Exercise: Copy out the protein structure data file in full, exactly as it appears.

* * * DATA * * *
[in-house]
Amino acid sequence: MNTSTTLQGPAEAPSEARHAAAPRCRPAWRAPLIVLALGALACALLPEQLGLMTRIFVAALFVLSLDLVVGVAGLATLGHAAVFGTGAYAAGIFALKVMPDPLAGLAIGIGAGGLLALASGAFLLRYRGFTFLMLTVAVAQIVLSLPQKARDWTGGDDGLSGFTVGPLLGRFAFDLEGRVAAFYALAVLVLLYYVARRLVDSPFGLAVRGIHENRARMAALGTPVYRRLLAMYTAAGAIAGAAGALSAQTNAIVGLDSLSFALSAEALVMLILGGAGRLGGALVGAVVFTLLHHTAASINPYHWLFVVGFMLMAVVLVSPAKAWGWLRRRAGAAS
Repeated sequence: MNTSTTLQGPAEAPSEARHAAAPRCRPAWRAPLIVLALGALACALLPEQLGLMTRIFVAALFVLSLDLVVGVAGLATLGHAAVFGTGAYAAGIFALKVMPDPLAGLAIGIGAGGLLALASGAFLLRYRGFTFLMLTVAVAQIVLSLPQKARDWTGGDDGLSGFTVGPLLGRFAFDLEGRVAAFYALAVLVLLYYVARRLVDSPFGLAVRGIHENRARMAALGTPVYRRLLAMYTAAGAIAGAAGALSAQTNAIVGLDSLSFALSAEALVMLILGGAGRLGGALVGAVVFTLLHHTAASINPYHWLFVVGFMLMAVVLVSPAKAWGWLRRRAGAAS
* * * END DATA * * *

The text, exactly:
[in-house]
Amino acid sequence: MNTSTTLQGPAEAPSEARHAAAPRCRPAWRAPLIVLALGALACALLPEQLGLMTRIFVAALFVLSLDLVVGVAGLATLGHAAVFGTGAYAAGIFALKVMPDPLAGLAIGIGAGGLLALASGAFLLRYRGFTFLMLTVAVAQIVLSLPQKARDWTGGDDGLSGFTVGPLLGRFAFDLEGRVAAFYALAVLVLLYYVARRLVDSPFGLAVRGIHENRARMAALGTPVYRRLLAMYTAAGAIAGAAGALSAQTNAIVGLDSLSFALSAEALVMLILGGAGRLGGALVGAVVFTLLHHTAASINPYHWLFVVGFMLMAVVLVSPAKAWGWLRRRAGAAS
Repeated sequence: MNTSTTLQGPAEAPSEARHAAAPRCRPAWRAPLIVLALGALACALLPEQLGLMTRIFVAALFVLSLDLVVGVAGLATLGHAAVFGTGAYAAGIFALKVMPDPLAGLAIGIGAGGLLALASGAFLLRYRGFTFLMLTVAVAQIVLSLPQKARDWTGGDDGLSGFTVGPLLGRFAFDLEGRVAAFYALAVLVLLYYVARRLVDSPFGLAVRGIHENRARMAALGTPVYRRLLAMYTAAGAIAGAAGALSAQTNAIVGLDSLSFALSAEALVMLILGGAGRLGGALVGAVVFTLLHHTAASINPYHWLFVVGFMLMAVVLVSPAKAWGWLRRRAGAAS